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Sociological Autobiography

I was born, raised and lived my entire life in South Korea. My parents, both South Korean, belong to the working class. My father, the man that I admire a lot, is a farmer who grows oranges in South Korea, and my mother is a house worker. My parents, who wanted me to have a successful life, have pushed me to pursue higher education.

I have often heard people talking about the American dream and, thus, began to associate the US with the ability to change my life. For this reason, I decided to inform my parents of my decision to go to the US, specifically to California, in search of education. I have been here for about three years now in a local college. My parents support me by paying for my tuition. However, I tried to help myself by finding part-time work that would enable me to take care of my day-to-day needs.

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Throughout the time of living here, I have noticed a lot of sociological differences between the US and my home country South Korea. Initially, this was something very difficult for me to handle as I constantly had to switch from one culture to another. Nevertheless, with time, I started to be more accepting and open to the American way of life. Thesis: My personal life is clearly connected to sociology as reflected by my associations with other people both in Korea and America.

Throughout this autobiography, I am going to reflect on some of the experiences I have had during my stay in the US that are connected to sociology and in a larger part are able to show some of the differences from the sociological aspect between my home country South Korea and the host country. I will discuss the above-mentioned using a number of sociological topics that I believe will be most useful for this purpose. The topics I have chosen for this autobiography include gender role, race and ethnicity, education, marriage, and social class.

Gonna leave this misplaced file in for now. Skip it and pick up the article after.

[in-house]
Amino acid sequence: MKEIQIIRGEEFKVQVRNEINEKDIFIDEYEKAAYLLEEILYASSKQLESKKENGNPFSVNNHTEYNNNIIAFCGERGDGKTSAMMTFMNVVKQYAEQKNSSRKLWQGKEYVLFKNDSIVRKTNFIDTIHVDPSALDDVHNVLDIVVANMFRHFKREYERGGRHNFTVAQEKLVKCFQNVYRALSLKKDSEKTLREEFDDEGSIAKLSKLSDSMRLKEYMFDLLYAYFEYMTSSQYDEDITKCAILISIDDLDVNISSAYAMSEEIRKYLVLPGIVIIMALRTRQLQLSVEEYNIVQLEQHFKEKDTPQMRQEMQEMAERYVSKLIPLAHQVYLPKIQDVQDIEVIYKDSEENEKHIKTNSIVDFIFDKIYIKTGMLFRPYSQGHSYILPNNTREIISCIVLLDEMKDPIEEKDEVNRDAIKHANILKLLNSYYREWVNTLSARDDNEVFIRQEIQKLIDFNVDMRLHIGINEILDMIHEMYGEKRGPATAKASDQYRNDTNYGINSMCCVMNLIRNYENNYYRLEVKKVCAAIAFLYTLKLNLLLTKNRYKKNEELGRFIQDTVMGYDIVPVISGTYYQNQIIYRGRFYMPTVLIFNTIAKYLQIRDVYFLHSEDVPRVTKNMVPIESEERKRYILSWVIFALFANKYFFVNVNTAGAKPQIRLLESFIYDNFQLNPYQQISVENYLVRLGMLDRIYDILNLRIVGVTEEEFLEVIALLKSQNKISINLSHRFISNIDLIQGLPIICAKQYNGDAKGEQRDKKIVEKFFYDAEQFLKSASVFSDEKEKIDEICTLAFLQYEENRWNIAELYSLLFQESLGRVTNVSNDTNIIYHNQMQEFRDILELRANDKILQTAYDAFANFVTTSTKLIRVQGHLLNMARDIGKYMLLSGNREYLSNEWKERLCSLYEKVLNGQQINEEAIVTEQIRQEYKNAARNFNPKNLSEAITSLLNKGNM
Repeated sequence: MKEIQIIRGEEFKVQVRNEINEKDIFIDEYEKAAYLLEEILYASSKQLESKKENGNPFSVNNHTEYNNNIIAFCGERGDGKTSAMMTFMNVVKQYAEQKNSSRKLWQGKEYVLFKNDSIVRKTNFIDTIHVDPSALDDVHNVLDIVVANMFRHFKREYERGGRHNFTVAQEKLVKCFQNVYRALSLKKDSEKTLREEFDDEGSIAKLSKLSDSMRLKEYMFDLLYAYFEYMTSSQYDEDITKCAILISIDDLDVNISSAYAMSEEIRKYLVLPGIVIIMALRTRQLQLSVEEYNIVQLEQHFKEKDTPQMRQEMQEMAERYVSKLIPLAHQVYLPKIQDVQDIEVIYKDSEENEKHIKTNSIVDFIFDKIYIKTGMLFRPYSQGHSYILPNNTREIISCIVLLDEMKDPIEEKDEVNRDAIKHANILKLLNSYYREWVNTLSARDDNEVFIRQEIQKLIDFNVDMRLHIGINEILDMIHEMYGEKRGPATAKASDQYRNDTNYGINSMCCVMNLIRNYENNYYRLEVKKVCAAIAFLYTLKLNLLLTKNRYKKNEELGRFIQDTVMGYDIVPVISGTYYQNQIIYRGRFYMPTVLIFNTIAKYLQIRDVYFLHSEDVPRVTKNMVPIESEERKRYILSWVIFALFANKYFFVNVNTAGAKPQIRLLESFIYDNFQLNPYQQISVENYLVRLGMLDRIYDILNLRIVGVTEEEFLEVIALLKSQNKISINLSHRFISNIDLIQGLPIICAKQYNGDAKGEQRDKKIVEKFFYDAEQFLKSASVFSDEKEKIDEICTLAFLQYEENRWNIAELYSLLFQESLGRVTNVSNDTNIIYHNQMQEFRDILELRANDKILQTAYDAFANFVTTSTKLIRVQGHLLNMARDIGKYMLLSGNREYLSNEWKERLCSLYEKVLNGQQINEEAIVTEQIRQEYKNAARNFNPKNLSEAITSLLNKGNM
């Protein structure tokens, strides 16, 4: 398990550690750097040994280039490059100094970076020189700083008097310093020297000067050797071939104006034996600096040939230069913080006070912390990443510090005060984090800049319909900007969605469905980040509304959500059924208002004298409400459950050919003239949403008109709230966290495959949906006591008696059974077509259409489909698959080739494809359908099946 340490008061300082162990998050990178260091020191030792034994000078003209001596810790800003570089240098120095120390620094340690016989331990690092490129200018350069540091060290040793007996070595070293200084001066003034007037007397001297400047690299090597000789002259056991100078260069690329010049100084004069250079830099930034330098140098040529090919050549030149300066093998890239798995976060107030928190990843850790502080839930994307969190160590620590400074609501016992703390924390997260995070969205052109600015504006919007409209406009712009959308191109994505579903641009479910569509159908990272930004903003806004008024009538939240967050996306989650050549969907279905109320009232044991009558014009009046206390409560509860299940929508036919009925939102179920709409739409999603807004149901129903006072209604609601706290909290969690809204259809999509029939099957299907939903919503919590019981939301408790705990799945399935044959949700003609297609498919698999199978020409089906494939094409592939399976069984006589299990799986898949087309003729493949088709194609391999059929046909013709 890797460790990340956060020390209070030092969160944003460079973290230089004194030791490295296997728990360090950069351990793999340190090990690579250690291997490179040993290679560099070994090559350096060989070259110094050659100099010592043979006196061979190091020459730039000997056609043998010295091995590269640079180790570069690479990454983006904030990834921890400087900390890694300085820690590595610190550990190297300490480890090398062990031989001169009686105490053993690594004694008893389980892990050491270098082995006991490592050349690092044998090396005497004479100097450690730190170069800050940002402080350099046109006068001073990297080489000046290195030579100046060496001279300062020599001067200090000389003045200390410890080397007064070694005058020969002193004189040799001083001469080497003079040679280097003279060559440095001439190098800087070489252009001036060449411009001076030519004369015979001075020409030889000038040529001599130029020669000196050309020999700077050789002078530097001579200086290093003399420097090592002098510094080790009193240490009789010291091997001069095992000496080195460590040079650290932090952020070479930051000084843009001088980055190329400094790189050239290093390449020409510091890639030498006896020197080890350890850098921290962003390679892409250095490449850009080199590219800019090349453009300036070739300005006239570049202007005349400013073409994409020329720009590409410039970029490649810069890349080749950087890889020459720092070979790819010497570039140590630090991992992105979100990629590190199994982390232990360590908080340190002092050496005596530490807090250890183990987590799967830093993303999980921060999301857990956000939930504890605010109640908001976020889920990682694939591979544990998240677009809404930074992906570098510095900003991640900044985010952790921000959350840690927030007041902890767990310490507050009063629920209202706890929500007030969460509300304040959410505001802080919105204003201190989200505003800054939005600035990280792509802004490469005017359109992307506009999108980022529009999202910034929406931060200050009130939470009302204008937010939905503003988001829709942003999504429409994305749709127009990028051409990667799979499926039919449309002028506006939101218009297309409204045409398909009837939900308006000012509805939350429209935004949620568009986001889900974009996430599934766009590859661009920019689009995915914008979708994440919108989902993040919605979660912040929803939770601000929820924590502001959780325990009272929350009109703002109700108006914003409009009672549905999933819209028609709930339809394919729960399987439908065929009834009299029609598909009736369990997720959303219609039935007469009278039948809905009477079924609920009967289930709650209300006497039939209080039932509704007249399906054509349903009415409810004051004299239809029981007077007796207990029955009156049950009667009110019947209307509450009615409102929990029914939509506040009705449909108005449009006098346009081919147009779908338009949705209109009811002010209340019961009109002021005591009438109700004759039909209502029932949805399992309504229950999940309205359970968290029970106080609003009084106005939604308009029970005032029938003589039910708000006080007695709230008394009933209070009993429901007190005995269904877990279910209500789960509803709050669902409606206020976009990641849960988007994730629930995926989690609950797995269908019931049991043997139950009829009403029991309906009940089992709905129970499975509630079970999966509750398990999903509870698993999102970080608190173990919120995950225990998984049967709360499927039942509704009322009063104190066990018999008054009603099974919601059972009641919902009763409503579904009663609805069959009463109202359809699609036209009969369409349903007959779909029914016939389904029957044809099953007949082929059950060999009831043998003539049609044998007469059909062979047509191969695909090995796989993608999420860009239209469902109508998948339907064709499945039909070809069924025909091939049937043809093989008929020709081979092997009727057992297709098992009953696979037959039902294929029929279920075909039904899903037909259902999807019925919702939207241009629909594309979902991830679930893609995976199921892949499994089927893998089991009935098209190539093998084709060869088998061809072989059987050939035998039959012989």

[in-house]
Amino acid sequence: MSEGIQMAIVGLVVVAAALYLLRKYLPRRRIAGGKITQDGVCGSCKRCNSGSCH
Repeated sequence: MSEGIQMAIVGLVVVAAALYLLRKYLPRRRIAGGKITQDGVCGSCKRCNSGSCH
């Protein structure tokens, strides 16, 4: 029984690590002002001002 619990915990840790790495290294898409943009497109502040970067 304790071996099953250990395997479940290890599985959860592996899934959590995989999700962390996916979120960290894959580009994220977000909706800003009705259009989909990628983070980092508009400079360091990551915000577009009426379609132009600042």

One sociological topic that I feel can help me explain my experience living in another country as a foreign student is gender roles, which are found in all societies around the world. They dictate the specific types of behaviors that are considered to be acceptable in a given society on the basis of the perceived sex of the members of a particular society (Detel 2008). Besides, gender roles are usually shaped by society. Each society has its own unique understanding of gender roles, and thus, what is considered to be normal in one society may be considered abnormal in another.

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Starting from the birth, children are immediately assigned a gender and are socialized to conform to the given gender roles that are based on their assigned sex. In my home country South Korea, we are a fairly conservative nation, and for this reason, gender roles are carefully considered in all we do. Men, for instance, are expected to work outside; that is why my father is a farmer as this is an activity that is done outside. Women, on the other hand, usually work indoors doing activities like keeping the house and cooking. I have concluded that in the US the situation is quite different. Here, there is very little emphasis on gender roles. People pursue whatever economic and social activities they want without paying any consideration to gender.

Race and ethnicity being such significant aspects of sociology can also be used to analyze my experience in the US further. The thing about these two concepts is that they make people different, divide them into groupings, and make people to be easily noticeable. This can be a good thing as it incites the world to be culturally diverse and rich. On the other hand, the existence of race and ethnicity has proven to be something negative as it has led to the development of concepts like prejudicing, discrimination, stereotyping, and racism (Esteban 2012). My country South Korea is a single race nation; however, this does not mean that we do not have other races. Foreigners from other races reside in South Korea, but their population is rather small. On the other hand, America is populated by people of all kinds of races; thus, it can best be described as a multiracial nation. The only downside to this I have noticed is the intense amount of racism which is something I always find to be disturbing. Stereotyping is another negativity that has emerged from the multiracial nature of the US. For example, many of my friends at school love to highlight that their American culture is much better compared to my Korean one. In Korea, we tend to be more accepting of other people’s culture and try to learn from it.